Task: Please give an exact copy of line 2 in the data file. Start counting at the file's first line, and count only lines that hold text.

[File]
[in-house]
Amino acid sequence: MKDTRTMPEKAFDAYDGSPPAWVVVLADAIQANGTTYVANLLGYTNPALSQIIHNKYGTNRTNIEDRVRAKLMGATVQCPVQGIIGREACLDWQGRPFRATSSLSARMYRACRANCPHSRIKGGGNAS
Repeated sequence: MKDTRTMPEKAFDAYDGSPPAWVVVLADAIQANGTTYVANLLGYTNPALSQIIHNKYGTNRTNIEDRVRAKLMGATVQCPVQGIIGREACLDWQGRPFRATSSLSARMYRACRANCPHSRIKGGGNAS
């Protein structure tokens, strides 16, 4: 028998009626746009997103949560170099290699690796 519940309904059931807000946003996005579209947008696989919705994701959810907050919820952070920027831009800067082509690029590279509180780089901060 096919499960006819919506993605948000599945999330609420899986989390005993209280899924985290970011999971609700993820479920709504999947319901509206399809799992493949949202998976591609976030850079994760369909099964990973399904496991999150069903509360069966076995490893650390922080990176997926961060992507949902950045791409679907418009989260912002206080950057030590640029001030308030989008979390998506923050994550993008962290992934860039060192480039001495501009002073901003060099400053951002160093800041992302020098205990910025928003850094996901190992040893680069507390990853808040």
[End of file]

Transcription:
Amino acid sequence: MKDTRTMPEKAFDAYDGSPPAWVVVLADAIQANGTTYVANLLGYTNPALSQIIHNKYGTNRTNIEDRVRAKLMGATVQCPVQGIIGREACLDWQGRPFRATSSLSARMYRACRANCPHSRIKGGGNAS